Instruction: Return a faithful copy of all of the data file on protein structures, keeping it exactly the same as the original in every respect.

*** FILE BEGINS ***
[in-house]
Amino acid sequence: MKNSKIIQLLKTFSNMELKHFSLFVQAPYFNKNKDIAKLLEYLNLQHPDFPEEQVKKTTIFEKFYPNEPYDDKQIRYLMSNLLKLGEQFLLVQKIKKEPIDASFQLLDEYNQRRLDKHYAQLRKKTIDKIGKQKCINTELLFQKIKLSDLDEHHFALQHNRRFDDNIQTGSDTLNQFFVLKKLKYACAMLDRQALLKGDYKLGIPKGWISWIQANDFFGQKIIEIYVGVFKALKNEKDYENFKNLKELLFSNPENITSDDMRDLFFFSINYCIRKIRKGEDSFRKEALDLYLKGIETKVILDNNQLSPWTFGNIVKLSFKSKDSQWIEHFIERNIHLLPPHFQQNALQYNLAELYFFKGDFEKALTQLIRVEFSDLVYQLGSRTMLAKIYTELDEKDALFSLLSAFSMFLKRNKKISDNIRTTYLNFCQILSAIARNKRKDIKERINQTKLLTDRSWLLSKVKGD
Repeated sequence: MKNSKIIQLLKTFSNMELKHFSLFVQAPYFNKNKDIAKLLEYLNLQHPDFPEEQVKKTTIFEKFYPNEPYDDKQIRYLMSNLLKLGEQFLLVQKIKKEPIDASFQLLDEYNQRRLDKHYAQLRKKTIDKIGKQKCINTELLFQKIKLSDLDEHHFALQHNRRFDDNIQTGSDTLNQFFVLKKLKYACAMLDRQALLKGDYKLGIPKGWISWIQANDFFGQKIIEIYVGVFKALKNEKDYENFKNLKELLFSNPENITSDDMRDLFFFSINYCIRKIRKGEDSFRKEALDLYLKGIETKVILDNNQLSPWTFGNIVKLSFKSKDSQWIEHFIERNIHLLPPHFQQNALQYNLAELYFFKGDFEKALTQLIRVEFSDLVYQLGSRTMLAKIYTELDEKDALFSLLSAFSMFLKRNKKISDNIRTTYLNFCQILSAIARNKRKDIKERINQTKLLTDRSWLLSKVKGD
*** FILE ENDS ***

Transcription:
[in-house]
Amino acid sequence: MKNSKIIQLLKTFSNMELKHFSLFVQAPYFNKNKDIAKLLEYLNLQHPDFPEEQVKKTTIFEKFYPNEPYDDKQIRYLMSNLLKLGEQFLLVQKIKKEPIDASFQLLDEYNQRRLDKHYAQLRKKTIDKIGKQKCINTELLFQKIKLSDLDEHHFALQHNRRFDDNIQTGSDTLNQFFVLKKLKYACAMLDRQALLKGDYKLGIPKGWISWIQANDFFGQKIIEIYVGVFKALKNEKDYENFKNLKELLFSNPENITSDDMRDLFFFSINYCIRKIRKGEDSFRKEALDLYLKGIETKVILDNNQLSPWTFGNIVKLSFKSKDSQWIEHFIERNIHLLPPHFQQNALQYNLAELYFFKGDFEKALTQLIRVEFSDLVYQLGSRTMLAKIYTELDEKDALFSLLSAFSMFLKRNKKISDNIRTTYLNFCQILSAIARNKRKDIKERINQTKLLTDRSWLLSKVKGD
Repeated sequence: MKNSKIIQLLKTFSNMELKHFSLFVQAPYFNKNKDIAKLLEYLNLQHPDFPEEQVKKTTIFEKFYPNEPYDDKQIRYLMSNLLKLGEQFLLVQKIKKEPIDASFQLLDEYNQRRLDKHYAQLRKKTIDKIGKQKCINTELLFQKIKLSDLDEHHFALQHNRRFDDNIQTGSDTLNQFFVLKKLKYACAMLDRQALLKGDYKLGIPKGWISWIQANDFFGQKIIEIYVGVFKALKNEKDYENFKNLKELLFSNPENITSDDMRDLFFFSINYCIRKIRKGEDSFRKEALDLYLKGIETKVILDNNQLSPWTFGNIVKLSFKSKDSQWIEHFIERNIHLLPPHFQQNALQYNLAELYFFKGDFEKALTQLIRVEFSDLVYQLGSRTMLAKIYTELDEKDALFSLLSAFSMFLKRNKKISDNIRTTYLNFCQILSAIARNKRKDIKERINQTKLLTDRSWLLSKVKGD